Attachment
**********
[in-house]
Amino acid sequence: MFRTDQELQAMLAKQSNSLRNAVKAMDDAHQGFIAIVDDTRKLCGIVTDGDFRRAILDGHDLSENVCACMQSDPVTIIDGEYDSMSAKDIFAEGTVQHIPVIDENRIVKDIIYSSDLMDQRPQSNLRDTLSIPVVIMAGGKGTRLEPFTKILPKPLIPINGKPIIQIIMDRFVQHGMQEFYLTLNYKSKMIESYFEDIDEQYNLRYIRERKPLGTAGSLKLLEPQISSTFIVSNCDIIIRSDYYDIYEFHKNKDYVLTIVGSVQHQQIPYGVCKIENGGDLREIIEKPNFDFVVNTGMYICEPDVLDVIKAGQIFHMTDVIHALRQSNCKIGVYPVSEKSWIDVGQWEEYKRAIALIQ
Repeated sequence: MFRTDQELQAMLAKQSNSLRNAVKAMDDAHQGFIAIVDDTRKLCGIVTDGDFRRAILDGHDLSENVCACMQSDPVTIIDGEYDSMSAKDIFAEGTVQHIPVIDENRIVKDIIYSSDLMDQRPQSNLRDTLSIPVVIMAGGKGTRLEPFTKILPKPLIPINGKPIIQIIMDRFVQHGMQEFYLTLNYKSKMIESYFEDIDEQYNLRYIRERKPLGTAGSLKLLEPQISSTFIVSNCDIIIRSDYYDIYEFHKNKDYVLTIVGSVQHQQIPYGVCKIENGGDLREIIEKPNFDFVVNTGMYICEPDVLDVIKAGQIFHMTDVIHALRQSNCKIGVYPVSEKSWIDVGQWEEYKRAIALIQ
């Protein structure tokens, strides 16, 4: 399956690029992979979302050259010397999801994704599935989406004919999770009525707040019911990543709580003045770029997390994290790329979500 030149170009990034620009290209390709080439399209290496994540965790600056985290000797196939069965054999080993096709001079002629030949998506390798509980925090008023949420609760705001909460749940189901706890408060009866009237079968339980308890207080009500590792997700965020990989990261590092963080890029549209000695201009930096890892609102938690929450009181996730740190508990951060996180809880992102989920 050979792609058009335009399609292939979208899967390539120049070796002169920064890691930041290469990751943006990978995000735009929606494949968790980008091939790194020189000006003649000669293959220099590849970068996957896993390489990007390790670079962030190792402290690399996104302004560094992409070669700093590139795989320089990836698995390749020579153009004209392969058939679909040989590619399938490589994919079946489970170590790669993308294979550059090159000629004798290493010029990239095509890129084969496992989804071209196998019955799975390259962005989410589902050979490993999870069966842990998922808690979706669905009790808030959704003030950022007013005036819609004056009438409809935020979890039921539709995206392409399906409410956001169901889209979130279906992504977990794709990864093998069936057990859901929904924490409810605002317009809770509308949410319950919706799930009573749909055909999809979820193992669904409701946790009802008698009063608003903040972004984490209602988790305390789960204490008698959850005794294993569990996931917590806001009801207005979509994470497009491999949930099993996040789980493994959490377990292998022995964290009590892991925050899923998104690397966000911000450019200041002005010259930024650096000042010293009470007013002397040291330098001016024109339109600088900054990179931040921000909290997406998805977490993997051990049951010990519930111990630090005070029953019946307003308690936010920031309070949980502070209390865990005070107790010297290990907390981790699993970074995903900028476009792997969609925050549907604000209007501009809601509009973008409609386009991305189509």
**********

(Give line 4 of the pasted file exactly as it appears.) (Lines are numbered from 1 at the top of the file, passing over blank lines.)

């Protein structure tokens, strides 16, 4: 399956690029992979979302050259010397999801994704599935989406004919999770009525707040019911990543709580003045770029997390994290790329979500 030149170009990034620009290209390709080439399209290496994540965790600056985290000797196939069965054999080993096709001079002629030949998506390798509980925090008023949420609760705001909460749940189901706890408060009866009237079968339980308890207080009500590792997700965020990989990261590092963080890029549209000695201009930096890892609102938690929450009181996730740190508990951060996180809880992102989920 050979792609058009335009399609292939979208899967390539120049070796002169920064890691930041290469990751943006990978995000735009929606494949968790980008091939790194020189000006003649000669293959220099590849970068996957896993390489990007390790670079962030190792402290690399996104302004560094992409070669700093590139795989320089990836698995390749020579153009004209392969058939679909040989590619399938490589994919079946489970170590790669993308294979550059090159000629004798290493010029990239095509890129084969496992989804071209196998019955799975390259962005989410589902050979490993999870069966842990998922808690979706669905009790808030959704003030950022007013005036819609004056009438409809935020979890039921539709995206392409399906409410956001169901889209979130279906992504977990794709990864093998069936057990859901929904924490409810605002317009809770509308949410319950919706799930009573749909055909999809979820193992669904409701946790009802008698009063608003903040972004984490209602988790305390789960204490008698959850005794294993569990996931917590806001009801207005979509994470497009491999949930099993996040789980493994959490377990292998022995964290009590892991925050899923998104690397966000911000450019200041002005010259930024650096000042010293009470007013002397040291330098001016024109339109600088900054990179931040921000909290997406998805977490993997051990049951010990519930111990630090005070029953019946307003308690936010920031309070949980502070209390865990005070107790010297290990907390981790699993970074995903900028476009792997969609925050549907604000209007501009809601509009973008409609386009991305189509």